Our digital economy needs more than infrastructure investment

To say that the Covid-19 pandemic put our digital capabilities to the test would be an understatement. It has brought about years of change in the way companies in all sectors and regions do business. According to a McKinsey Global Survey of Executives in October 2020, companies had to accelerate the digitisation of their customer and supply-chain interactions and of their internal operations by three to four years.

As a result, the share of digital or digitally enabled products in their portfolios accelerated by about seven years – what some are referring to as tech-celeration. On one hand, you have businesses in pursuit of resilience, on the other, customers are demanding for more.

Companies are now having to meet many new demands, and much more quickly than they had thought possible before the pandemic. Any technology service provider will tell you that boosting infrastructure capacity, upping connection speeds and ensuring optimum service performance continue to keep them awake.

As we settle into our “post-pandemic” realities, we can certainly be proud of the digital transformation gains we have made - spaces where work, study and play are largely technology-enabled, and earning Kenya recognition for its stable infrastructure, security and performance in Africa.

The Digital 2022 Global Overview Report posits that 42 per cent of Kenya’s population is now connected to the Internet, given the investments being made to deliver this vital resource to the market. This positive development notwithstanding, it is time to shift focus on what has been systemic oversight - driven largely by an almost siloed approach to Internet provision and connectivity - that could easily erode our industry gains and widen the digital gap.

The digital gap has been definitive of “far to reach areas” where the call was for telcos and Internet Service Providers to invest in infrastructure in order to bring the benefits of the Internet to all. In late March this year, in partnership with the PEACE Cable Company, Telkom landed Kenya’s sixth submarine cable into Mombasa.

This new cable, PEACE: Pakistan and East Africa Connecting Europe, is 15,000 km long and will provide the most direct connectivity route from Asia and East Africa to Europe and reduce existing communication delays between the continents. The investment in such delivery infrastructure is of strategic importance to Telkom, where we view access to the Internet as a fundamental human right.

It is now a decade since the arrival of the first submarine cable in the country. Continued innovation and partnerships have brought connectivity closer to Kenyans. However, progress towards digital development is yet to match this expansion.

The journey to digital adoption comes in three parts: Infrastructure, connectivity, and devices. While Internet infrastructure is an essential element to close the gap, its availability alone does not necessarily translate into the adoption and beneficial use of the resource.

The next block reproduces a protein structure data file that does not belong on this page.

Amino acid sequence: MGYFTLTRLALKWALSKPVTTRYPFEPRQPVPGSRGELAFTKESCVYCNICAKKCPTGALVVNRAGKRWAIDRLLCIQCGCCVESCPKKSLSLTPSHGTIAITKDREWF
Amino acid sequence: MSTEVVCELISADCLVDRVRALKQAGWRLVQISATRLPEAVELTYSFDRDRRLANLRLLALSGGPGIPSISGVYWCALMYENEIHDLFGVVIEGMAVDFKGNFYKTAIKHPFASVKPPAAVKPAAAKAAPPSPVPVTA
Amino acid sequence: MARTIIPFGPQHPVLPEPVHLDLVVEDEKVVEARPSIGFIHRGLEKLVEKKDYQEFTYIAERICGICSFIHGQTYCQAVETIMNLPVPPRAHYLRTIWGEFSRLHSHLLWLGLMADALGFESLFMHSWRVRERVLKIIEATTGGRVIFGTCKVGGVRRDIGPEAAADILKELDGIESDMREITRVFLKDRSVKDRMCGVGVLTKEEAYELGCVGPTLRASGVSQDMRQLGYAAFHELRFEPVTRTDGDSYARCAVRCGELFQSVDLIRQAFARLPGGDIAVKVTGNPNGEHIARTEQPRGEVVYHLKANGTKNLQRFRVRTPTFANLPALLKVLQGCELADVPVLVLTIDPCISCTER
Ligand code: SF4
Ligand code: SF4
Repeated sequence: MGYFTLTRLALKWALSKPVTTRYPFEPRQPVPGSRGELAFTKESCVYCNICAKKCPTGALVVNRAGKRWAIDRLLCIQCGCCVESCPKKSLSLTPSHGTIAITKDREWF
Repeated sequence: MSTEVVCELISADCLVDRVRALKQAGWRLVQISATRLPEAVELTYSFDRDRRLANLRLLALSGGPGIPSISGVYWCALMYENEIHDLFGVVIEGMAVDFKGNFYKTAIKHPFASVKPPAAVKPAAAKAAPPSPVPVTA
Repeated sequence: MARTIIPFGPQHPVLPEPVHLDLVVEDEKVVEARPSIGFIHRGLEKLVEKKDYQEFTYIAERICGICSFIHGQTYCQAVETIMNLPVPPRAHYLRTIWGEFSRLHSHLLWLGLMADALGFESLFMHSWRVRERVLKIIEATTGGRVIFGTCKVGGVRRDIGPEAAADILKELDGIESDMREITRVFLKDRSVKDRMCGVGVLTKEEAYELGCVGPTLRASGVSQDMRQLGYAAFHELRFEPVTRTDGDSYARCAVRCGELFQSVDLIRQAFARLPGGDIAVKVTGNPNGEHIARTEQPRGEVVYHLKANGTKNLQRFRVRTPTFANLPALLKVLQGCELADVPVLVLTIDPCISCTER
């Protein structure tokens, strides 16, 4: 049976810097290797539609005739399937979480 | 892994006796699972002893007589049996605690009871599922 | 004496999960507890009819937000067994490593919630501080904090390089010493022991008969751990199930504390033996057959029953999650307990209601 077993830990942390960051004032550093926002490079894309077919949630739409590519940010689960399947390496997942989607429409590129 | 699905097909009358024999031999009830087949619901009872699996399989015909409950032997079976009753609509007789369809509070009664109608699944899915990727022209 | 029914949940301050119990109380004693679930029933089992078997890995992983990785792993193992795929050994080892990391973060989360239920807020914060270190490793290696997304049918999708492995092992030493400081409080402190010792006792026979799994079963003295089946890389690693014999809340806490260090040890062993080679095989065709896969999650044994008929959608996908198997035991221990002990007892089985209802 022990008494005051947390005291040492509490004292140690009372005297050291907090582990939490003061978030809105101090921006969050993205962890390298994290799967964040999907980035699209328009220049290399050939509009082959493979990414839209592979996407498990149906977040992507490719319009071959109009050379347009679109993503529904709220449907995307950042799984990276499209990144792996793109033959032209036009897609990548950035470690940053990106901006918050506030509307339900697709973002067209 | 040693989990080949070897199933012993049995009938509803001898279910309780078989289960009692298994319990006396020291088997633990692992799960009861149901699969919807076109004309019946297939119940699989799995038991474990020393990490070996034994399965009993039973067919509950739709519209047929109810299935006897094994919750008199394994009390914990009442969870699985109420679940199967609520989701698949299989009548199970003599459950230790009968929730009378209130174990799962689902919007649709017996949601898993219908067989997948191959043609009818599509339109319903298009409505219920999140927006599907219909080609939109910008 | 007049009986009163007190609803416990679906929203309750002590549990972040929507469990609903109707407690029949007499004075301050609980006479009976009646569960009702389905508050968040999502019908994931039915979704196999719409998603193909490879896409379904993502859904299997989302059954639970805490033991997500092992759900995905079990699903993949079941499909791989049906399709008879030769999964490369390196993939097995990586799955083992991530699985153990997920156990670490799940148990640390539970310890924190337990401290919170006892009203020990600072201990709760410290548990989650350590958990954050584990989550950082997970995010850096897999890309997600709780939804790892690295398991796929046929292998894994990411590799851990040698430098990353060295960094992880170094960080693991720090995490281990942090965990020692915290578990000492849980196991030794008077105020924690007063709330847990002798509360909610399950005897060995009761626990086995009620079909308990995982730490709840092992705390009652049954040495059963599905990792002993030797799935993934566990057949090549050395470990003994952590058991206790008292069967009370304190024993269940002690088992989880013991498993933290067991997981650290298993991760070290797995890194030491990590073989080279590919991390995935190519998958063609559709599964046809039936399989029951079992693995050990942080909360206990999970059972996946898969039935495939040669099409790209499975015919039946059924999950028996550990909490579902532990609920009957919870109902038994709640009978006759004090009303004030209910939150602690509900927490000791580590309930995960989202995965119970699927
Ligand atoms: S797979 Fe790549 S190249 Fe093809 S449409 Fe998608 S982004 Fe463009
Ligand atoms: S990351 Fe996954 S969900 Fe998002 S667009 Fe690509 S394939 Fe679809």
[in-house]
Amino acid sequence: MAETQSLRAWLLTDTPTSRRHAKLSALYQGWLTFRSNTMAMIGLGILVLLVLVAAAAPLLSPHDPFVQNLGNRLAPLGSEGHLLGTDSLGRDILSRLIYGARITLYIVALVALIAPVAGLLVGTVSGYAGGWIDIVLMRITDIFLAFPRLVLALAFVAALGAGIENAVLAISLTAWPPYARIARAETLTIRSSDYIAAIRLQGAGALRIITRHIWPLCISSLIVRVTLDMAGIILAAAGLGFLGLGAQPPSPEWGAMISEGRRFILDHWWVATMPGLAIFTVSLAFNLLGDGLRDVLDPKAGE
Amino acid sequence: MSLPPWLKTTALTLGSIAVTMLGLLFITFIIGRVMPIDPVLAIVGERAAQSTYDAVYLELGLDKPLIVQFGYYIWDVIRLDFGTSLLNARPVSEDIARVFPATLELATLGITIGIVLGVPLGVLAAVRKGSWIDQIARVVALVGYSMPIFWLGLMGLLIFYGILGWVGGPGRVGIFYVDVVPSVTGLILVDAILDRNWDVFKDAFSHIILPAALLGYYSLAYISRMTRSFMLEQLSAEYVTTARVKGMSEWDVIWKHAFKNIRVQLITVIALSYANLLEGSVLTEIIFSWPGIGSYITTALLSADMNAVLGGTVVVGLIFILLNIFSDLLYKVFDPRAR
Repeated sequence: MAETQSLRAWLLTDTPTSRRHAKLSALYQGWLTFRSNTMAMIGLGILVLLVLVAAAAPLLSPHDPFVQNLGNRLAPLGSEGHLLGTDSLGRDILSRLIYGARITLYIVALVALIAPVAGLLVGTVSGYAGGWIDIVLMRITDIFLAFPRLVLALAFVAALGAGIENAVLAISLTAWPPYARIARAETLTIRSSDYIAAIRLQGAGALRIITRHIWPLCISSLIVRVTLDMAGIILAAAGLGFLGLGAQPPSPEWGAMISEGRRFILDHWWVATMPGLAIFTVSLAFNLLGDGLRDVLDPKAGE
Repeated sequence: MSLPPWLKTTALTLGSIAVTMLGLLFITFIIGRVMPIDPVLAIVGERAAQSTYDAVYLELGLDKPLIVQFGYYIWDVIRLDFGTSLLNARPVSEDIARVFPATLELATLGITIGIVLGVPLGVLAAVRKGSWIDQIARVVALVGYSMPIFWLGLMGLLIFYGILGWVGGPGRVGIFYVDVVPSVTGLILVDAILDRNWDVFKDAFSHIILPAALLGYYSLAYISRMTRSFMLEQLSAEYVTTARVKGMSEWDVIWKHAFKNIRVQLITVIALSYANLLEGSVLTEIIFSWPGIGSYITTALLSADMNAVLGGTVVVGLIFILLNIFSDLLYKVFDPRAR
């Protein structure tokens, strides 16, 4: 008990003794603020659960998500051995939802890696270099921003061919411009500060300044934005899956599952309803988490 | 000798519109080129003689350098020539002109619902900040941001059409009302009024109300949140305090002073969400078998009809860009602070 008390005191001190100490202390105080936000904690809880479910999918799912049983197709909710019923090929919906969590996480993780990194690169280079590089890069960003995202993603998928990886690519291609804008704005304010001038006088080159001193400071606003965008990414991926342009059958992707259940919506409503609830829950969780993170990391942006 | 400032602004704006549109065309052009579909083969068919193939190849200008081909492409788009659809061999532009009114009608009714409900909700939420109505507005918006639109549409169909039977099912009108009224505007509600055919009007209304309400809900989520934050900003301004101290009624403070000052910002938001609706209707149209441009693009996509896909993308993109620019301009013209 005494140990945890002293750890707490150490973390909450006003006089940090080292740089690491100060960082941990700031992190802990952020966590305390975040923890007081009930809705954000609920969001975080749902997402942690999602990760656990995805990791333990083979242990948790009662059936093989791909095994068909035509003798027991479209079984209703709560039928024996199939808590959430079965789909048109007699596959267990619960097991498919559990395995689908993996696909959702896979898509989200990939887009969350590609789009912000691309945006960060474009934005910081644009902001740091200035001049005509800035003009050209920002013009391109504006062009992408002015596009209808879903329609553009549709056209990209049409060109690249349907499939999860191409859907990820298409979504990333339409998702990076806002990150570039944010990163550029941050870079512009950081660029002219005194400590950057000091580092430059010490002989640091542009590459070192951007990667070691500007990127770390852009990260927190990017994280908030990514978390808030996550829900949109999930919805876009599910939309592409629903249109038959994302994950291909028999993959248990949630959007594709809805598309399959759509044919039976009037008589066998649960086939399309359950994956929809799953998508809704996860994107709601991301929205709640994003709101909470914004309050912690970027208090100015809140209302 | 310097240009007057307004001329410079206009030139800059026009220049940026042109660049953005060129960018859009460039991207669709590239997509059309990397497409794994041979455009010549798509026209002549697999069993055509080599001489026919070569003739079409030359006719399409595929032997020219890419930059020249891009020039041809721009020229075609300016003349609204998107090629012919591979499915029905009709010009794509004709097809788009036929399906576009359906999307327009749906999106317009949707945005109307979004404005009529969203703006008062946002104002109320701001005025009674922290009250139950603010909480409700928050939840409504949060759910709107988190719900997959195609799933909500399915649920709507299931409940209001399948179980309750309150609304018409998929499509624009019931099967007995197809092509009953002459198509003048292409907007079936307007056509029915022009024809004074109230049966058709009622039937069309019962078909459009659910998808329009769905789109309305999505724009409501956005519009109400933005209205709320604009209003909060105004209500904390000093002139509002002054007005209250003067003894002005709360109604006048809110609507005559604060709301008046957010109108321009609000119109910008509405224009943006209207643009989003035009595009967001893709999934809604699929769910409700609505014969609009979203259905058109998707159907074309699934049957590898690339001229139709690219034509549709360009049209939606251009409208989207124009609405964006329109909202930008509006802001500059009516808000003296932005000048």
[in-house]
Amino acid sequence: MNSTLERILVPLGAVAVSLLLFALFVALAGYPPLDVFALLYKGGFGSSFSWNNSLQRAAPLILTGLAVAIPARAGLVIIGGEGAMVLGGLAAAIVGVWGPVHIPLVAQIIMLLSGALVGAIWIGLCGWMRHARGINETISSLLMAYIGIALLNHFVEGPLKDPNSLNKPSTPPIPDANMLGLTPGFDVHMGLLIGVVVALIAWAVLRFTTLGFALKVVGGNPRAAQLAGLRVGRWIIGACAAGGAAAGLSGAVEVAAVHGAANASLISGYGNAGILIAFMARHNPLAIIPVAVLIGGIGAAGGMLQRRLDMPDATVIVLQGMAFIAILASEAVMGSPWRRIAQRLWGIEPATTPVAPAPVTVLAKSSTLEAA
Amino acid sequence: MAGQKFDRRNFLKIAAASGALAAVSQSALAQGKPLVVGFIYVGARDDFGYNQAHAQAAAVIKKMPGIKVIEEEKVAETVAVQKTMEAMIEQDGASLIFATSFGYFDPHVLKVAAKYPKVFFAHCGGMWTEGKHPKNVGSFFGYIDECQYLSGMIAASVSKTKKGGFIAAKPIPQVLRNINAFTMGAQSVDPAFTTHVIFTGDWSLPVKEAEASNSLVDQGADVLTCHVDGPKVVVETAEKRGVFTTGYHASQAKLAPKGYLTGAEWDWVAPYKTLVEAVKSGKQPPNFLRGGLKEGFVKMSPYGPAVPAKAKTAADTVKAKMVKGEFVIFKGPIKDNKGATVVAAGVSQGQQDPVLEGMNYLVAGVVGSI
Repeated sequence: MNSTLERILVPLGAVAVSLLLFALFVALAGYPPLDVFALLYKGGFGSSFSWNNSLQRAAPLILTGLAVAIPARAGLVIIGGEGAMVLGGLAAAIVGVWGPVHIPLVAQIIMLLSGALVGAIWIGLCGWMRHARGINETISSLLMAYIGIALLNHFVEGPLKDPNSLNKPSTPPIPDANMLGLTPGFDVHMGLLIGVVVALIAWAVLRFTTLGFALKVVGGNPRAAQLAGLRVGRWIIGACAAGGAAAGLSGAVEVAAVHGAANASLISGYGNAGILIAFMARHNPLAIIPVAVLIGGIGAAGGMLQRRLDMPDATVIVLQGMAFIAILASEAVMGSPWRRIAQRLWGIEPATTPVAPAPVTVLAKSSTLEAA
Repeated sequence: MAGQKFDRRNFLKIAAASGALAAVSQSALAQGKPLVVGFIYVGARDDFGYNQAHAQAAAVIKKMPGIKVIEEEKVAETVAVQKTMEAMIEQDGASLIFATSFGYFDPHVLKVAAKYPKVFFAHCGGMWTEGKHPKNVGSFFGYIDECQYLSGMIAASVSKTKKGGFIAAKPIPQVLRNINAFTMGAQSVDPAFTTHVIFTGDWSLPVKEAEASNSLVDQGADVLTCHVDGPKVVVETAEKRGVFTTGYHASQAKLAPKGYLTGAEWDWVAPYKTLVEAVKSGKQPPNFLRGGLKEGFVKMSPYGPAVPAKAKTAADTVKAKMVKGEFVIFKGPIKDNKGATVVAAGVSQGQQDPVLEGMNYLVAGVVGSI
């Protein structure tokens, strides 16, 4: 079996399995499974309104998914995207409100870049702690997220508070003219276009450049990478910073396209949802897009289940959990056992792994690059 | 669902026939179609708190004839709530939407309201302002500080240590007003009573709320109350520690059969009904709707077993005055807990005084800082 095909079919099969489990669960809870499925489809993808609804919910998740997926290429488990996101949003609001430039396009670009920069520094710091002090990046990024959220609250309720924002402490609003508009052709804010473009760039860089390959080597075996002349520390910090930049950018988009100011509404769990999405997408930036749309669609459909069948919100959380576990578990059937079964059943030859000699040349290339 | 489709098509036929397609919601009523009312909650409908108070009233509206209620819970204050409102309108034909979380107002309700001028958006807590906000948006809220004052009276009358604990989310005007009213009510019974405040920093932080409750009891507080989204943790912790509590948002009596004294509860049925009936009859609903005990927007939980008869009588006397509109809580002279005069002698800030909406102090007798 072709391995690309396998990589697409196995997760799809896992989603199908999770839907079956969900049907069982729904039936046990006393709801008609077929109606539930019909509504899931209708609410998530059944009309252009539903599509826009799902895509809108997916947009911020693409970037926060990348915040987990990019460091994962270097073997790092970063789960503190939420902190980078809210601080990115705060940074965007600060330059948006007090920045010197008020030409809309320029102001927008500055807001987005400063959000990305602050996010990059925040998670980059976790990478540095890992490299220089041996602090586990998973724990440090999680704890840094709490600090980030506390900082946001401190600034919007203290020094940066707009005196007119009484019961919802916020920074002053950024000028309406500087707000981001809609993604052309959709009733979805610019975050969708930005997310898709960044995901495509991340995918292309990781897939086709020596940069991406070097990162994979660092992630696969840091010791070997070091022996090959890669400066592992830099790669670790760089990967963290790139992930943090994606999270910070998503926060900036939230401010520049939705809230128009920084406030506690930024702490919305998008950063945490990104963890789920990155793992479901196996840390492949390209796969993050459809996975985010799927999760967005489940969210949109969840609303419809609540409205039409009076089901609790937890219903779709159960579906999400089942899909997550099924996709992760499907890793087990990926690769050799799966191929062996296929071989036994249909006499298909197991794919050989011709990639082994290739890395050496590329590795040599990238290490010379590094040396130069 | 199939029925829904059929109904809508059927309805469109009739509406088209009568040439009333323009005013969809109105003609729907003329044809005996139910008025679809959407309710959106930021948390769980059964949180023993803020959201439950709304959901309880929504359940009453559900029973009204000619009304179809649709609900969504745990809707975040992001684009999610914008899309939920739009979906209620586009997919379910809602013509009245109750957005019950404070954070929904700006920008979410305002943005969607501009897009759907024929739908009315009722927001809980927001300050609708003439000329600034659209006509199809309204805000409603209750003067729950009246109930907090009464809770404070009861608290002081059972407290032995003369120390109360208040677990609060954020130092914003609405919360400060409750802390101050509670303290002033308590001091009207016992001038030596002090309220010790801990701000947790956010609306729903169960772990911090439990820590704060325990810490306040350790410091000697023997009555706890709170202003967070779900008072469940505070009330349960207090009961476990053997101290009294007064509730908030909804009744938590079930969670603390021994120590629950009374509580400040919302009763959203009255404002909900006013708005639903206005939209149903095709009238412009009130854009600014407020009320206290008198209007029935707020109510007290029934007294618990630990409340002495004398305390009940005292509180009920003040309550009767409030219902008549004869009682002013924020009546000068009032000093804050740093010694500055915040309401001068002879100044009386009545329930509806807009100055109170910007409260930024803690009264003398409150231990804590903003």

It is therefore time that we looked at the adoption versus availability gap, to disprove that a “zero gap digital divide” is not just an access issue, but an aggregate of many smaller divides, that hinder the delivery of affordable and accessible broadband connectivity for all.

Affordable devices, the digital proficiency of users, the investment environment, as well as the policy and regulatory space, are all critical factors which often get overlooked from the global lens, leaving each of these nodes to the respective stakeholder to determine its placement in the value chain.

Interestingly, even as we speak of connecting the unconnected, additional data from the GSMA: Mobile Internet Connectivity 2021; sub-Saharan Africa Key Trends, further show that over half a billion people living in areas with a mobile broadband network, are not using mobile Internet, despite substantial increase in mobile broadband coverage since 2014. Which begs the question, who is failing whom?

Are service providers offering the most affordable data? Are device manufacturers incentivised enough to match this with more affordable entry-level smart devices to enable consumers enjoy this resource? Or do we look to our policy and legislative framework to help bring further relief to the sector thereby attracting the needed investment and intervention in certain areas? Is there sufficient and engaging content to keep consumers online? Or is there a challenge with respect to the digital literacy of the intended users?

As we reflect on all these scenarios, I look forward to a digital-ready, future-fit economy where simultaneous construction of broadband infrastructure is done alongside key projects to save on costs and distribution.

The growth of digital literacy programmes should also go beyond formal education and into the job market to enable Kenyans become better digital consumers. Moreover, the introduction of tech legislation that will inspire investor confidence and offer incentives for the introduction of newer technologies to keep pace with market and industrial dynamics, is also needed.